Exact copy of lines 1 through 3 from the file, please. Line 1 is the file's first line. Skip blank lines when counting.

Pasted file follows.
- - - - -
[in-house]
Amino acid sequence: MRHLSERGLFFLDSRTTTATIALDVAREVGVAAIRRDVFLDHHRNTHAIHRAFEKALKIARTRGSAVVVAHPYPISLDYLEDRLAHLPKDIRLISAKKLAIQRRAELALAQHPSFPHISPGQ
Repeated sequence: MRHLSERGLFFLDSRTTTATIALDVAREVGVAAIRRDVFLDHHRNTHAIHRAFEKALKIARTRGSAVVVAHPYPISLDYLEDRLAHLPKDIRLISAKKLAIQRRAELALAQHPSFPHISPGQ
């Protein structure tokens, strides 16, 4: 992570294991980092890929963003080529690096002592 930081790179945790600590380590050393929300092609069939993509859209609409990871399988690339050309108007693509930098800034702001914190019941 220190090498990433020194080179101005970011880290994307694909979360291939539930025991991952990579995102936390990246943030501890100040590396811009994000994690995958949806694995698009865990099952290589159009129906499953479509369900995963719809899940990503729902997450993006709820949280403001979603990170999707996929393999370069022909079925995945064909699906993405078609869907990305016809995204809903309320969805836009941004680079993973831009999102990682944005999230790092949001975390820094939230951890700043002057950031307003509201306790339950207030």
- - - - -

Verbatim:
[in-house]
Amino acid sequence: MRHLSERGLFFLDSRTTTATIALDVAREVGVAAIRRDVFLDHHRNTHAIHRAFEKALKIARTRGSAVVVAHPYPISLDYLEDRLAHLPKDIRLISAKKLAIQRRAELALAQHPSFPHISPGQ
Repeated sequence: MRHLSERGLFFLDSRTTTATIALDVAREVGVAAIRRDVFLDHHRNTHAIHRAFEKALKIARTRGSAVVVAHPYPISLDYLEDRLAHLPKDIRLISAKKLAIQRRAELALAQHPSFPHISPGQ